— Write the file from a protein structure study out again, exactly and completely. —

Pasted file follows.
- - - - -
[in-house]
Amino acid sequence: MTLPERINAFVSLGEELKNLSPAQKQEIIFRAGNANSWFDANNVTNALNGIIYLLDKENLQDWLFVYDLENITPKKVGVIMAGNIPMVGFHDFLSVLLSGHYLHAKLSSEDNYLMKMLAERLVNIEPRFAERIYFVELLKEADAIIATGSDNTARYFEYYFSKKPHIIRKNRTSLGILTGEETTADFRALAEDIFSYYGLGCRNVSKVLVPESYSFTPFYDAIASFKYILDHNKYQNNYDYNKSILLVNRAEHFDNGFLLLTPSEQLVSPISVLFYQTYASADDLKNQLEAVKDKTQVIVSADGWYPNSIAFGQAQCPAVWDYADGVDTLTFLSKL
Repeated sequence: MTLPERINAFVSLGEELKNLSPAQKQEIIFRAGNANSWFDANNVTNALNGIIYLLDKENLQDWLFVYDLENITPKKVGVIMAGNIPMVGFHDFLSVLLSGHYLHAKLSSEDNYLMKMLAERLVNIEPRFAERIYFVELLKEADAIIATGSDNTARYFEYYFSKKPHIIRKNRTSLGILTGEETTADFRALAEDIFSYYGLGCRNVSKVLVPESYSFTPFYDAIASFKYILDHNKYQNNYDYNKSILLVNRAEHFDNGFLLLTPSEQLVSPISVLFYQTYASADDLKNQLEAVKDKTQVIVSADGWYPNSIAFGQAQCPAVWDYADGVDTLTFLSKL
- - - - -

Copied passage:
[in-house]
Amino acid sequence: MTLPERINAFVSLGEELKNLSPAQKQEIIFRAGNANSWFDANNVTNALNGIIYLLDKENLQDWLFVYDLENITPKKVGVIMAGNIPMVGFHDFLSVLLSGHYLHAKLSSEDNYLMKMLAERLVNIEPRFAERIYFVELLKEADAIIATGSDNTARYFEYYFSKKPHIIRKNRTSLGILTGEETTADFRALAEDIFSYYGLGCRNVSKVLVPESYSFTPFYDAIASFKYILDHNKYQNNYDYNKSILLVNRAEHFDNGFLLLTPSEQLVSPISVLFYQTYASADDLKNQLEAVKDKTQVIVSADGWYPNSIAFGQAQCPAVWDYADGVDTLTFLSKL
Repeated sequence: MTLPERINAFVSLGEELKNLSPAQKQEIIFRAGNANSWFDANNVTNALNGIIYLLDKENLQDWLFVYDLENITPKKVGVIMAGNIPMVGFHDFLSVLLSGHYLHAKLSSEDNYLMKMLAERLVNIEPRFAERIYFVELLKEADAIIATGSDNTARYFEYYFSKKPHIIRKNRTSLGILTGEETTADFRALAEDIFSYYGLGCRNVSKVLVPESYSFTPFYDAIASFKYILDHNKYQNNYDYNKSILLVNRAEHFDNGFLLLTPSEQLVSPISVLFYQTYASADDLKNQLEAVKDKTQVIVSADGWYPNSIAFGQAQCPAVWDYADGVDTLTFLSKL